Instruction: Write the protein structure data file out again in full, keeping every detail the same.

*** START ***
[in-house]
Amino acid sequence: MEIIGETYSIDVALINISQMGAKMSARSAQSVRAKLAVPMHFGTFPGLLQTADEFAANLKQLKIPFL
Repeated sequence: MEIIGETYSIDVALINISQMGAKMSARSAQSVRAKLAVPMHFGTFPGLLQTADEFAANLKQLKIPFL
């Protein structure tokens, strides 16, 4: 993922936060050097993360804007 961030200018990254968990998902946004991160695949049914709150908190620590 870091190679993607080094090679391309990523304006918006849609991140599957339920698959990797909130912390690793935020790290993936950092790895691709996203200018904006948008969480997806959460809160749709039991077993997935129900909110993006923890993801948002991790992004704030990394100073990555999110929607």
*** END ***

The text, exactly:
[in-house]
Amino acid sequence: MEIIGETYSIDVALINISQMGAKMSARSAQSVRAKLAVPMHFGTFPGLLQTADEFAANLKQLKIPFL
Repeated sequence: MEIIGETYSIDVALINISQMGAKMSARSAQSVRAKLAVPMHFGTFPGLLQTADEFAANLKQLKIPFL
């Protein structure tokens, strides 16, 4: 993922936060050097993360804007 961030200018990254968990998902946004991160695949049914709150908190620590 870091190679993607080094090679391309990523304006918006849609991140599957339920698959990797909130912390690793935020790290993936950092790895691709996203200018904006948008969480997806959460809160749709039991077993997935129900909110993006923890993801948002991790992004704030990394100073990555999110929607």